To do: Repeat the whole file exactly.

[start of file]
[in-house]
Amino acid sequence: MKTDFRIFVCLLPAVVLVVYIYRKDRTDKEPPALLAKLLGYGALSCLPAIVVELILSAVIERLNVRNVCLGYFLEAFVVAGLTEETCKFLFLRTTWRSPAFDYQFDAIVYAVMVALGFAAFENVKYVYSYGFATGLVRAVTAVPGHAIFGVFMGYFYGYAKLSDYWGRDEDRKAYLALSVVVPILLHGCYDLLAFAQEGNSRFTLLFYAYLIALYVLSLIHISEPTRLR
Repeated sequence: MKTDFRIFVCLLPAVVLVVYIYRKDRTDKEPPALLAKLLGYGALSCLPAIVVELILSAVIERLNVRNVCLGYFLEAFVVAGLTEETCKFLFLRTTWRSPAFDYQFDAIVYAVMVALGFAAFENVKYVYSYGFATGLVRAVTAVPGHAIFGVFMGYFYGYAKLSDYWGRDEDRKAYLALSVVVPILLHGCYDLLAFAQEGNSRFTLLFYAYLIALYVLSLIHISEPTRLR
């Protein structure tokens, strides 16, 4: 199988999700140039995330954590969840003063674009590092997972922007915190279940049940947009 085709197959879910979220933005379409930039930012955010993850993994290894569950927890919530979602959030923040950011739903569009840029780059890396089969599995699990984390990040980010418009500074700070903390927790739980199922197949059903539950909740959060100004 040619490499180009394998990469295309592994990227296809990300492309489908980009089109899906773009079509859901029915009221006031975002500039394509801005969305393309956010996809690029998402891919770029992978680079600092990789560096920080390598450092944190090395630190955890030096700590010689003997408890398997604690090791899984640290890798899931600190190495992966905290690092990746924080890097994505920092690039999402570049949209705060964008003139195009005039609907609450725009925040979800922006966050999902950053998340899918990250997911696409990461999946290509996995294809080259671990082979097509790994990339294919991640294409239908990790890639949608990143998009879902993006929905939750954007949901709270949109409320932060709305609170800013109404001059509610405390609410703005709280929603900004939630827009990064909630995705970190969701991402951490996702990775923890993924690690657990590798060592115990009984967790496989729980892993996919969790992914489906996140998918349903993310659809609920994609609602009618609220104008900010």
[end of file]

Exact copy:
[in-house]
Amino acid sequence: MKTDFRIFVCLLPAVVLVVYIYRKDRTDKEPPALLAKLLGYGALSCLPAIVVELILSAVIERLNVRNVCLGYFLEAFVVAGLTEETCKFLFLRTTWRSPAFDYQFDAIVYAVMVALGFAAFENVKYVYSYGFATGLVRAVTAVPGHAIFGVFMGYFYGYAKLSDYWGRDEDRKAYLALSVVVPILLHGCYDLLAFAQEGNSRFTLLFYAYLIALYVLSLIHISEPTRLR
Repeated sequence: MKTDFRIFVCLLPAVVLVVYIYRKDRTDKEPPALLAKLLGYGALSCLPAIVVELILSAVIERLNVRNVCLGYFLEAFVVAGLTEETCKFLFLRTTWRSPAFDYQFDAIVYAVMVALGFAAFENVKYVYSYGFATGLVRAVTAVPGHAIFGVFMGYFYGYAKLSDYWGRDEDRKAYLALSVVVPILLHGCYDLLAFAQEGNSRFTLLFYAYLIALYVLSLIHISEPTRLR
């Protein structure tokens, strides 16, 4: 199988999700140039995330954590969840003063674009590092997972922007915190279940049940947009 085709197959879910979220933005379409930039930012955010993850993994290894569950927890919530979602959030923040950011739903569009840029780059890396089969599995699990984390990040980010418009500074700070903390927790739980199922197949059903539950909740959060100004 040619490499180009394998990469295309592994990227296809990300492309489908980009089109899906773009079509859901029915009221006031975002500039394509801005969305393309956010996809690029998402891919770029992978680079600092990789560096920080390598450092944190090395630190955890030096700590010689003997408890398997604690090791899984640290890798899931600190190495992966905290690092990746924080890097994505920092690039999402570049949209705060964008003139195009005039609907609450725009925040979800922006966050999902950053998340899918990250997911696409990461999946290509996995294809080259671990082979097509790994990339294919991640294409239908990790890639949608990143998009879902993006929905939750954007949901709270949109409320932060709305609170800013109404001059509610405390609410703005709280929603900004939630827009990064909630995705970190969701991402951490996702990775923890993924690690657990590798060592115990009984967790496989729980892993996919969790992914489906996140998918349903993310659809609920994609609602009618609220104008900010």